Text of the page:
When Tim Reda leans to turn into a wave, his buddy Alex Chery, standing in front of him, knows his body also has to tilt to get the surfboard to carve into the wave's surface as they glide toward shore.
Reda holds onto Alex, who on land uses a walker to keep his body upright. And Alex is there to lift Reda, too, in his own way.
"Our bodies work together," Reda said. "We kind of have that flow."
Chery, 11, has taken surf classes for five years through the Newport Elementary surf team, put on by the Endless Sun Surf Camp in Newport Beach, Calif. He was born with cerebral palsy, a disorder that affects motor skills and physical development.
"It's really good for my body," he explained in 2013. "Surfing helps me walk because it gets my legs stronger by moving. It makes me have more ability."
His father, Anthony, said Alex has had a passion for the water since he was a small child. Father and son spend weekends in the ocean, sharing a big board on their bellies on most days.
In the early years, Alex was known for belting out "this is the best day of my life!" after every surf session.
"It's the best time of my life, still," Alex said on a recent day.
He's had different tandem surf partners through the years, various instructors who come and go as they move on to new jobs.
But Alex and Reda, an instructor with Endless Sun Surf School, have long had a bond. If the waves are on the bigger side, Reda wants to make sure he's the one holding on to Alex, to make sure he's safe.
"I think this is a really healing thing for him," Reda said.
And it's healing for Reda, too.
Reda, 33, of Costa Mesa, Calif., was living his life-long dream of being a pro surfer. In 2014 he traveled to China to compete in the longboard World Championships, and he had a goal of one day earning a championship title.
But last year his left hand went numb. He got an MRI, which revealed an 8-centimeter tumor on his brain.
Doctors have given Reda different prognoses: Some say he has no more than 10 years to live. Some say don't operate, it's too risky.
Last year, he underwent radiation and chemotherapy to try to shrink the tumor.
He had a big bald spot on his head where he lost his hair. He was so weak, he didn't want to go outside. Even sunlight hurt. He lost 20 pounds.
But then, he heard Alex had signed up for summer surf camp.
"I got myself in gear, I started practicing on a softboard and a water jug on the lawn," Reda said. "I had been at home, not doing anything, kind of miserable."
When they got in the water together, it was like old times.
"It was so therapeutic," Reda said.
It wasn't easy for Reda to get back in the water. The experienced surfer got caught inside on a 2-foot day at Doheny, and despite the small waves, it was a struggle.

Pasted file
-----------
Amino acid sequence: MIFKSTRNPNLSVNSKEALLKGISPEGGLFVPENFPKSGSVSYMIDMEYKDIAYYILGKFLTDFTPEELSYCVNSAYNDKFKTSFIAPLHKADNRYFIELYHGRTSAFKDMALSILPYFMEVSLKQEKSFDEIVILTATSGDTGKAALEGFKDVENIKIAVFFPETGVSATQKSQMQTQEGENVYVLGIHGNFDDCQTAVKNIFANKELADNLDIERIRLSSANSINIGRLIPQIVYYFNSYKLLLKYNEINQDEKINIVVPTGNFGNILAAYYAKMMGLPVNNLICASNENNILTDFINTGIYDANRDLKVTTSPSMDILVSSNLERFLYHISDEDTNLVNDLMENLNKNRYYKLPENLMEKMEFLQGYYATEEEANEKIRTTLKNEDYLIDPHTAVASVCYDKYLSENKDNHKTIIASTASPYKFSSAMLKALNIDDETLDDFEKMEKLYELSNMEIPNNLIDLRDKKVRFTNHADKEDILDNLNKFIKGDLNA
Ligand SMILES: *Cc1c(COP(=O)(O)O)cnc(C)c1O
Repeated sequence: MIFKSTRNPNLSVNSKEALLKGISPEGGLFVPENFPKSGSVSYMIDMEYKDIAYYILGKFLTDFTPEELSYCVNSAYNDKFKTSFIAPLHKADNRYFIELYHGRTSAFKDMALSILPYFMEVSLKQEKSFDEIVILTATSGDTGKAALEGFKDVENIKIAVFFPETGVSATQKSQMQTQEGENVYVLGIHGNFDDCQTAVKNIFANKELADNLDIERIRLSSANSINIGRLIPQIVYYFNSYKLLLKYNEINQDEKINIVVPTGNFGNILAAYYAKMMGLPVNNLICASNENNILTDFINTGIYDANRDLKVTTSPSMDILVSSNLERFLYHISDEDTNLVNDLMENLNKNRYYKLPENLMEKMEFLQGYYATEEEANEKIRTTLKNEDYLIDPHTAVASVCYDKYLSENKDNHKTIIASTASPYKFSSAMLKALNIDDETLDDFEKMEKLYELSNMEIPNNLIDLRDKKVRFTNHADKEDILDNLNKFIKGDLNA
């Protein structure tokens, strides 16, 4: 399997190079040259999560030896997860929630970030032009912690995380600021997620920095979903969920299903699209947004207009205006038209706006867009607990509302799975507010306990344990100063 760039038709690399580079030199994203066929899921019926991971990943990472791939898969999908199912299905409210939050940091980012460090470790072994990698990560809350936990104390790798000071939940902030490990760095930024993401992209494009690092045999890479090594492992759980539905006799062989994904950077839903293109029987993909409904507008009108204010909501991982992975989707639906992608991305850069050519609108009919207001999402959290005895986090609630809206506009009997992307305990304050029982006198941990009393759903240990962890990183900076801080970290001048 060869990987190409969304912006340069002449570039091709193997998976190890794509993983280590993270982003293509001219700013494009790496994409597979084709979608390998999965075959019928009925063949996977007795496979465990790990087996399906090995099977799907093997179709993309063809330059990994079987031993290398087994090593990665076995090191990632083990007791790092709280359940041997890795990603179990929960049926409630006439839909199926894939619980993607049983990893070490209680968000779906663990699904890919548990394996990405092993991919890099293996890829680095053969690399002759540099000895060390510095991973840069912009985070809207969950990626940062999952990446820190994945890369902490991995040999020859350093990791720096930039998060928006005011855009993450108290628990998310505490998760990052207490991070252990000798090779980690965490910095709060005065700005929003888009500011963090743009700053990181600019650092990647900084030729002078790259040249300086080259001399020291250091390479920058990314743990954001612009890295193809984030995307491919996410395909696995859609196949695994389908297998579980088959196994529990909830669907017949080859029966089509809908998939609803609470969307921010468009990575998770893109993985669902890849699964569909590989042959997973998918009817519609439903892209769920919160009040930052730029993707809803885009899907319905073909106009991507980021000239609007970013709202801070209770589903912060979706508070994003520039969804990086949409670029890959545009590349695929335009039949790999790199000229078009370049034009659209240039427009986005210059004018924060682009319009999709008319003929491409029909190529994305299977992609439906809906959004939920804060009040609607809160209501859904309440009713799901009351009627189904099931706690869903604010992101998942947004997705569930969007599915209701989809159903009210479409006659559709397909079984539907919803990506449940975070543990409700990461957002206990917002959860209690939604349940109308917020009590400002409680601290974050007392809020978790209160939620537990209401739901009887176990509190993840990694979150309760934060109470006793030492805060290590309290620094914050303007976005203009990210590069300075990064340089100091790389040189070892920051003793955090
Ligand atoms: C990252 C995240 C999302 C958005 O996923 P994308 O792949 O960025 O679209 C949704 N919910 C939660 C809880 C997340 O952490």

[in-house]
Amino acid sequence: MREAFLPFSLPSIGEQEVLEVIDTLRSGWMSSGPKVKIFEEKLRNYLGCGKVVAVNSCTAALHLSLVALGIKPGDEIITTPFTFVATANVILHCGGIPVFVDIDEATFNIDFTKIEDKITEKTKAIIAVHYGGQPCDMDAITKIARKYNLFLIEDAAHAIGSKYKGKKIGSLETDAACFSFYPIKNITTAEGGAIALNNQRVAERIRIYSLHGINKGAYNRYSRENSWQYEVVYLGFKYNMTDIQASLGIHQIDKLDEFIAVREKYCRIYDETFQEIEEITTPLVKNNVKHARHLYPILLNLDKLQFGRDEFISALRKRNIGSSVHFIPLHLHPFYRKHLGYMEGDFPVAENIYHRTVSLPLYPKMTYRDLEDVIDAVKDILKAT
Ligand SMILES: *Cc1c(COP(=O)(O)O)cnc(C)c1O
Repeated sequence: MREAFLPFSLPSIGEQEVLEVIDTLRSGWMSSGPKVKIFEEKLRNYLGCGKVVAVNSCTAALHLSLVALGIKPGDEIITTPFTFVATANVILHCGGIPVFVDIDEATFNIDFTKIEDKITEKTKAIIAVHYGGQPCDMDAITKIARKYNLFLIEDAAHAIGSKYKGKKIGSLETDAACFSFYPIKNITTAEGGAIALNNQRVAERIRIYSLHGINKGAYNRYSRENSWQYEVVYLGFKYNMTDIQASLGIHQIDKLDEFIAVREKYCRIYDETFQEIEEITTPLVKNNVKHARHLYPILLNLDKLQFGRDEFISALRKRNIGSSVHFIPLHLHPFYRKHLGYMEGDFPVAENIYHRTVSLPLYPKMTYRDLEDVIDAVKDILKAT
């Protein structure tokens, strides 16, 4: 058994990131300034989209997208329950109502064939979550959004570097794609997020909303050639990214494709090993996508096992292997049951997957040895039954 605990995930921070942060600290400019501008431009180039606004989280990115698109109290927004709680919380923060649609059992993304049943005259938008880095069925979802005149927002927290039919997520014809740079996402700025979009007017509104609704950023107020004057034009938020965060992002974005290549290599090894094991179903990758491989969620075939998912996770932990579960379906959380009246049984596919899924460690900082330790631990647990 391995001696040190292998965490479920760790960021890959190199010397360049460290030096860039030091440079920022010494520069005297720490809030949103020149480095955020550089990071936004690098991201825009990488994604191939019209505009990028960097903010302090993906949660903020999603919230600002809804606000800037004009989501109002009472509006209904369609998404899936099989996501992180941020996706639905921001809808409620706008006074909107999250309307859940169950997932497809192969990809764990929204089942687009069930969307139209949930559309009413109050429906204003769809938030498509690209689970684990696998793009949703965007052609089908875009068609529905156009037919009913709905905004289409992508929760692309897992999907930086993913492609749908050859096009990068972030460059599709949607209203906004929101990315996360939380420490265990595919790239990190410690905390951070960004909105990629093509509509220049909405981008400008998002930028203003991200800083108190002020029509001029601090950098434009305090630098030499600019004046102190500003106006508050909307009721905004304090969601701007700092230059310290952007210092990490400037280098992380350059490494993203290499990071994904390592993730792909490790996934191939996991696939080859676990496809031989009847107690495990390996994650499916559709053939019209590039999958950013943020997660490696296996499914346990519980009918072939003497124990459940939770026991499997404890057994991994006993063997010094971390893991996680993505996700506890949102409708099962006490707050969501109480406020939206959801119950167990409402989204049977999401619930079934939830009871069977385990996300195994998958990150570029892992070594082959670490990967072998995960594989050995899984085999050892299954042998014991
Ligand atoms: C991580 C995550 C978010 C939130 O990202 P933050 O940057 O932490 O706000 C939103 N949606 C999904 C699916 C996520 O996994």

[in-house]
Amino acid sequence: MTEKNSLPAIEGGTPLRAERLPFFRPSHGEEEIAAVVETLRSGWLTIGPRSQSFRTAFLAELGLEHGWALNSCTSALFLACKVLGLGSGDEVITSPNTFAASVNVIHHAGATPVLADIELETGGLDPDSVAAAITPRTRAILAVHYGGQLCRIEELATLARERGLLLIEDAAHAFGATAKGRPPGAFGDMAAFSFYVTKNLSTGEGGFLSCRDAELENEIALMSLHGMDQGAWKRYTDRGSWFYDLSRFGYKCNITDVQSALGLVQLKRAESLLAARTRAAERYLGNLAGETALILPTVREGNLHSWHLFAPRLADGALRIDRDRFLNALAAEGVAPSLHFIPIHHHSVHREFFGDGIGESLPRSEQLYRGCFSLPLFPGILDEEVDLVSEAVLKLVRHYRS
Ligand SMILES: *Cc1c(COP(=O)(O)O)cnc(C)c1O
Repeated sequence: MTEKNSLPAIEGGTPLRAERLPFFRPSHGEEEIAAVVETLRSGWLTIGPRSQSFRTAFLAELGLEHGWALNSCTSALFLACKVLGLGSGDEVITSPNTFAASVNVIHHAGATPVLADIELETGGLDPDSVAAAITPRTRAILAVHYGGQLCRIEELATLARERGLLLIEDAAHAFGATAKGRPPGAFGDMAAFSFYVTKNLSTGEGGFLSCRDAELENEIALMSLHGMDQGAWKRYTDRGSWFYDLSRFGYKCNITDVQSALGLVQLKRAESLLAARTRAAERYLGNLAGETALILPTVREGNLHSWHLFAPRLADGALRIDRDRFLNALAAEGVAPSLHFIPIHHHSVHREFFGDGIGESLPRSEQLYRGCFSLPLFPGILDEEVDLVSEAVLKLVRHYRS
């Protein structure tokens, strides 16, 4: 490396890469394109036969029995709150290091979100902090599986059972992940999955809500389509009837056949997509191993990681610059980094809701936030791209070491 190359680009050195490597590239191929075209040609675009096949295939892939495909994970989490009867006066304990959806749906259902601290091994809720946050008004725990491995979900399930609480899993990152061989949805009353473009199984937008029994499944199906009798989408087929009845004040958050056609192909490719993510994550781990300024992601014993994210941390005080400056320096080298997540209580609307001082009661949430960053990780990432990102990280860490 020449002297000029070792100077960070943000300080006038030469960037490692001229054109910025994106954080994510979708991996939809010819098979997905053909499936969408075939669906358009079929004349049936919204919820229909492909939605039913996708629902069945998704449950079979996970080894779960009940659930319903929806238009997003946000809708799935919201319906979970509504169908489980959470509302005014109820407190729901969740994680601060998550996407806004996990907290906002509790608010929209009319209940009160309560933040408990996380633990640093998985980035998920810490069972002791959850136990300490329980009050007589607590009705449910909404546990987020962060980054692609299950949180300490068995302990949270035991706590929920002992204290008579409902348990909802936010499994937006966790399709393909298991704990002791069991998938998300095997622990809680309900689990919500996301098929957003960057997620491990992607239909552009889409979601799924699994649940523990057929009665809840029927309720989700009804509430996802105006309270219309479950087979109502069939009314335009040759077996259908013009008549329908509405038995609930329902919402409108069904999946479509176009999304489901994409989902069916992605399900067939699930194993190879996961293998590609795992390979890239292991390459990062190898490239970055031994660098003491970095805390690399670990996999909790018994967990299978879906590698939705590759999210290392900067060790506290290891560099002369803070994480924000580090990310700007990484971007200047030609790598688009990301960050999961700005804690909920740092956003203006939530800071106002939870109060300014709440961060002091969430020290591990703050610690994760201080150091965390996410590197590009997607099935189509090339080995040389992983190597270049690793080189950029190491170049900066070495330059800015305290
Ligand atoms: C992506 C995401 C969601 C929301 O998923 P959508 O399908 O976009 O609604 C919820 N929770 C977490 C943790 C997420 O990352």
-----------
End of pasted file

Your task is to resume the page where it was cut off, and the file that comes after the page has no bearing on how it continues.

"I felt like a beginner surfer again," he said.
While the tumor has turned his life upside-down, it's also changed his attitude, he said.
Instead of surfing just for himself, he wants to share the stoke with others. Once a competitive surfer who would call people off waves he was already riding, Reda now cheers them on to join him on the waves.
"Before this, I wanted to surf more for myself," he said. "Everything is in a new light, I want to share everything I've learned and give back to the youth. You never know when something will happen to change your whole life."
Reda has been entering surf contests again "to prove to myself I can do it." He got third place at a surf club event two months ago at an event at San Onofre State Beach and placed fourth earlier this year at a community surf contest in Newport.
But no matter where else he surfs, Reda is likely to be found every Tuesday with Alex, the duo riding waves together – Alex at the front of the board, Reda holding him up from behind.
"He has such a good energy," Reda said of his surfing partner. "He's never been afraid, he just loves to charge. He's one of the coolest kids we have."
Anthony Chery said the relationship the pair have is "very special." He said he's noticed Reda's weight loss, and loss of muscle, and how he struggles in the surf.
"(Alex) and Tim both have their challenges and they are doing their best to overcome it," he said. "He has contributed so much to Alex's development, confidence and overall perspective on life. He gives Alex the feeling he can do anything, he's not limited and inhibited by anything."
Anthony Chery said he never thought about how much Alex might, in turn, be inspiring his surf coach.
"Maybe after (Tim) was diagnosed and went through his chemo treatments, maybe his experience with Alex helped push him through some of that," Chery said. "I'd like to think it did."
Reda is preparing to begin another round of chemotherapy, but he's delayed his treatment until Tuesday night – so he can ride waves with Alex during a small surf contest in Newport put on by the surf camp earlier in the day. Alex will be competing.
Alex said he's hoping to get as many waves as possible during the event. And it's that attitude that motivates Reda to keep surfing with his friend.
"All the stuff he's gone through, all the stuff I've been through," Reda said. "Every time I see a smile on his face, I know it's just special what we are doing."